Enough has been written about the cratering advertising market and its impact on the survival of web 2.0 companies.
Eric Schmidt in his interview on Charlie Rose, made some interesting observations about monetizing web media. He said advertising works well for sites that have say 20B of uniques. He suggests micro payments as a viable model for sites that have say 20M uniques and subscription model for niche sites that have even fewer users.
Today Bill Gurley, a VC at benchmark capital, wrote an interesting post on monetizing the social networks. He thinks social networking sites such as facebook and myspace should take a look at chinese IM company called tencent for how to better monetize their users. He thinks that the secret to cracking the code on monetizing social networks lies in digital goods (micro payments) and casual games (subscriptions).
The takeaways are quite straightforward. The amount of advertising revenue on an adjusted basis at TenCent ($2.08) is quite similar to Facebook ($2.44) and MySpace ($5.85) (some may wonder why MySpace ad revenue per user is higher than Facebook – many believe they are more aggressive with ad placement and insertion). The key difference in this comparison is obviously the revenue TenCent generates with business models that are largely absent on both Facebook and MySpace — digital items and casual game revenue. For every $2 of adjusted advertising revenue TenCent has per user per year, they generate $17 in other revenue streams. Benchmark Capital has invested in two private companies in the social/virtual world space – SecondLife and Gaia Online. In both cases, the company revenues are significant, and in both cases advertising is not the leading business model.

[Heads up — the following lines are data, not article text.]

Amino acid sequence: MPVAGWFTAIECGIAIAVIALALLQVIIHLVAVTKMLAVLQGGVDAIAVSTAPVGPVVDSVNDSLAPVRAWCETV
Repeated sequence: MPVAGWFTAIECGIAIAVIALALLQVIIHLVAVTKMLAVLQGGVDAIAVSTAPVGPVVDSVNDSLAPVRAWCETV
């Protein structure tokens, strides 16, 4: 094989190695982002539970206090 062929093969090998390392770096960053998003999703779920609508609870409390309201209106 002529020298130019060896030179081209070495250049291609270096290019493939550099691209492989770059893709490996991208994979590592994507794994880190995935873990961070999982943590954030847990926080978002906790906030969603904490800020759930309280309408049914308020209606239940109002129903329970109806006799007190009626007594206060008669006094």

I think Eric Schmidt and Bill Gurley may be on to something.